Digital marketing messages create a ton of noise, and marketers are always fighting to be heard. Sending the right message at the right time through the right channel is what everyone strives to do.

Make sure your technology enables the personalized and connected experiences that are relevant to consumers. Sweat the details. Evaluate technology that makes it easy for you to make split decisions about each customer.

3. Do I Have a Single View of My Customers?

Related, but important to call out separately, is the single customer view. Your customer data is useless unless it’s in one place and you can make sense of it in real-time. You should be able to interpret things like purchase history, customer service history, website activity, app activity, email engagement, social media engagement, and customer lifetime value in a single place.

It becomes much easier to identify and replicate common customer journeys when you have a 360-degree view of your customers.

4. Can It Scale for Both Volume and Capability?

If you’re looking for a long-term solution, you want something that can grow with your team. Think ahead to account for your customer base growth. The more people you need to engage, the harder it will be to tailor your communications to the individual — but the expectations haven’t changed from your consumer just because you got busier.

You’ll still need to be great at one-to-one personalization at scale. Look for a solution that will let you segment your database an infinite number of ways and identify more opportunities to connect with your customers on their terms.

Then think about improvements to your program. Email may be an effective channel for your business right now, but what about the opportunities you’re missing to introduce or reinforce your messaging elsewhere? Does your solution let you easily add and expand to what you’re doing now? A rich set of marketing and commerce capabilities in an easy-to-use platform should be a prerequisite.

5. Will I Have the Right Level of Customer Support?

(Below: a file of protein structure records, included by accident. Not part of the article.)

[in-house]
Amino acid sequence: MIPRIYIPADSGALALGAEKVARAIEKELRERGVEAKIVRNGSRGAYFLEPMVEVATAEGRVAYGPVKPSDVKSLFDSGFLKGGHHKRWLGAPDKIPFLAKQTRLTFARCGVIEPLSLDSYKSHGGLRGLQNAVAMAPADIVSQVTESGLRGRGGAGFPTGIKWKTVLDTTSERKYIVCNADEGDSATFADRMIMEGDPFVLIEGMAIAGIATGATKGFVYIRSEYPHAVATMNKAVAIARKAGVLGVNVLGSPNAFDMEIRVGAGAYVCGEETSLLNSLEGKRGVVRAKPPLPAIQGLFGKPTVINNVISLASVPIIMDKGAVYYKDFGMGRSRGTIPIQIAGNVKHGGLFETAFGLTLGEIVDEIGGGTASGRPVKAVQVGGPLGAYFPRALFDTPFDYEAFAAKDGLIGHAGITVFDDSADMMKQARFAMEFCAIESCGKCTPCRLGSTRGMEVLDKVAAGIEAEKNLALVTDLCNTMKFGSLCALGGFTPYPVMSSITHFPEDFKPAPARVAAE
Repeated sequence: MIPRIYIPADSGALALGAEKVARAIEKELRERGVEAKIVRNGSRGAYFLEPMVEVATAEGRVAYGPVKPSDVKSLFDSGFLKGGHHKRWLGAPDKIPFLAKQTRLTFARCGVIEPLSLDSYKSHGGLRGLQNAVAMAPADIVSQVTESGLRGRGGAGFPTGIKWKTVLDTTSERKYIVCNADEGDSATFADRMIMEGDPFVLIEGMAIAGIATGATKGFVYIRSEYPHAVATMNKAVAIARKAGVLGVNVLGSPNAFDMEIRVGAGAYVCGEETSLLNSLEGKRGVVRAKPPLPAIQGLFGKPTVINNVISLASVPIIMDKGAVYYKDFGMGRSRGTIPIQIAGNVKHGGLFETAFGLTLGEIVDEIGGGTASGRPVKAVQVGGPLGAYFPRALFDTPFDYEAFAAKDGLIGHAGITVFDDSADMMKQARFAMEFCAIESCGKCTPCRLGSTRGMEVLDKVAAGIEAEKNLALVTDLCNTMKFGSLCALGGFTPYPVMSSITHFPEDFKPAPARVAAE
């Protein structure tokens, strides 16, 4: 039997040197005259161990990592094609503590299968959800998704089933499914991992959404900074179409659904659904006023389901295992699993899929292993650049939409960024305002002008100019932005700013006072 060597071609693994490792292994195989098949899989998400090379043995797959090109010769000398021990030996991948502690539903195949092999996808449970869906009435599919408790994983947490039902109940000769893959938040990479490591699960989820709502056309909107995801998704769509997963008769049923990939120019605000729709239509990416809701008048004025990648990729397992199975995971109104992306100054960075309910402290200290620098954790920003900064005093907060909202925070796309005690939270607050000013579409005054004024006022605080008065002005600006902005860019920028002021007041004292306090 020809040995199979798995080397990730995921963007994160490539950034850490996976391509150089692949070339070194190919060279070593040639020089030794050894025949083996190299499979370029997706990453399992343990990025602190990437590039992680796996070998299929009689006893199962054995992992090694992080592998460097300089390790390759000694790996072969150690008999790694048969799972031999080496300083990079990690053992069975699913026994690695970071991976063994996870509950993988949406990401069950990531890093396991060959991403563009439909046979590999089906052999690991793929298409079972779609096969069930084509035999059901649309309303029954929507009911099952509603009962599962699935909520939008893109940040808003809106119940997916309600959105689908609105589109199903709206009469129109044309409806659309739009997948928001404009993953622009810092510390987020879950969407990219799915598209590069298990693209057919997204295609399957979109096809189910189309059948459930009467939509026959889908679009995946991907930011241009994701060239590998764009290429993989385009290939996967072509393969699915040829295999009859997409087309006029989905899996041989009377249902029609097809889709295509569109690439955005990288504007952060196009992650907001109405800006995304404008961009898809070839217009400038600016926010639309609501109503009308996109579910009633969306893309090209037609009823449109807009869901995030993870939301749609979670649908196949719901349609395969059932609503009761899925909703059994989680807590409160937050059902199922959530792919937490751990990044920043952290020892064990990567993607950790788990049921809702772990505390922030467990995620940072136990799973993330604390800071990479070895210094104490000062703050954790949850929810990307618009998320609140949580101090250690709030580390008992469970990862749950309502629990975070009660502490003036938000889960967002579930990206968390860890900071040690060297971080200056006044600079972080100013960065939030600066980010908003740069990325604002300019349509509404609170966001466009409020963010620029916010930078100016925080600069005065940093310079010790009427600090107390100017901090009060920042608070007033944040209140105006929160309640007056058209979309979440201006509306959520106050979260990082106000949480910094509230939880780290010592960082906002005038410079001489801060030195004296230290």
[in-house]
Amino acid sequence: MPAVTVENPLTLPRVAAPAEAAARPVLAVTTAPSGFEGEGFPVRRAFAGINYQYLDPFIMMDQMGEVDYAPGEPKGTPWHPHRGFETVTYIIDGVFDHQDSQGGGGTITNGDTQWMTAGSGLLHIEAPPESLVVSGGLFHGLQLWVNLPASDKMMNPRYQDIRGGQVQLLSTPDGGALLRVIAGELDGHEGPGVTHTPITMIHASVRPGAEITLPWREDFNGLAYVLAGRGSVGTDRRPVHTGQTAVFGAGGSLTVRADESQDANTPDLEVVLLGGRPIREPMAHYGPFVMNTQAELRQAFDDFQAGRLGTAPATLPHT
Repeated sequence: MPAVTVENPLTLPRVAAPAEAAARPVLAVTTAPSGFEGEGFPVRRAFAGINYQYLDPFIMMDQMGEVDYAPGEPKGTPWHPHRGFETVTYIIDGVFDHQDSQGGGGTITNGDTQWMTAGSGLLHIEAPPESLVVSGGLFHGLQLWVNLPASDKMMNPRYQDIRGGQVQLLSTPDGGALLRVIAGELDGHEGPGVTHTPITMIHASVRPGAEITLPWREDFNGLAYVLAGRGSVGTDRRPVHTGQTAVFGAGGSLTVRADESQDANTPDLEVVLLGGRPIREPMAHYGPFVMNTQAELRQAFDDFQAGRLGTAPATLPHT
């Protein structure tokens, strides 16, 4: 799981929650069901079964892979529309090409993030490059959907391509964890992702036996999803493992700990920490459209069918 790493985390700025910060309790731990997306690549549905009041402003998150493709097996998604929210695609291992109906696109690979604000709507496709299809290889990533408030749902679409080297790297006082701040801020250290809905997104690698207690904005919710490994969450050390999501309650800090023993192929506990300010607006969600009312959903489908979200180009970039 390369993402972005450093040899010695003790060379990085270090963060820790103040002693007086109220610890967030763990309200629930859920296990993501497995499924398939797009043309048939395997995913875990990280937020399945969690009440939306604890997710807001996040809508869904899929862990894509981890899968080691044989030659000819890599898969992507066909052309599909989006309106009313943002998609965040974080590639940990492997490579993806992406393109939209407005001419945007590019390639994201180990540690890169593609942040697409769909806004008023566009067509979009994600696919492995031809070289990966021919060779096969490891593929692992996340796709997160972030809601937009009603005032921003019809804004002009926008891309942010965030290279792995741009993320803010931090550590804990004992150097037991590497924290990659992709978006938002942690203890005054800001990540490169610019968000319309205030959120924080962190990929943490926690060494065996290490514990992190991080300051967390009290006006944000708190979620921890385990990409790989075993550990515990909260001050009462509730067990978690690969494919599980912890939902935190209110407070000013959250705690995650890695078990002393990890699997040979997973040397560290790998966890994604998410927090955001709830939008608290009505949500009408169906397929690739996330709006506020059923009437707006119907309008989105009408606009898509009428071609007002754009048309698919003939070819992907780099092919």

Technical support is fine, but things like a smooth implementation process, ensuring your email deliverability rates always exceed expectations, and having a trusted resource when your team needs to scale up are important.

Truly engaging with your customers is hard work. Is there a reliable service team to help you get everything stood up and producing value as quickly as possible? Will the service person feel like an extension of your own team?

Pick a support team that’s committed to making sure you’re successful before, during, and after purchase. Don’t settle for standard service levels. Expect your provider to partner with you and help make you successful.

The ability to establish trust and be relatable alongside a pleasant and efficient buying process is the ultimate result when it comes to customer engagement. It’s what can turn customers into fanatics, and that level of service is now the expectation for businesses of all sizes.

One in three consumers (32 percent) said they would walk away from a brand they loved after just one bad experience, according to PwC’s “Experience is Everything” report. Brands don’t have room to get this wrong.

Only a unified platform that enables engagement across all channels, with quick implementation and a single customer view, will allow you to get your job done. Customer engagement is already a tough enough mission. Don’t let your resources overcomplicate it.

Ross Paquette

Ross Andrew Paquette is the founder and CEO of Maropost, North America's fastest-growing marketing automation platform, as ranked by the Deloitte Technology Fast 500. Paquette has led Maropost to double its annual growth each year since its inception in 2011, turning a one-man operation into an international business that simplifies customer engagement for B2C brands and retailers by providing an effective and unified customer experience. Paquette is also passionate about using technology to power nonprofits. He founded MaropostCARES, which is focused on environmental protection and conservation, and education about global environmental issues.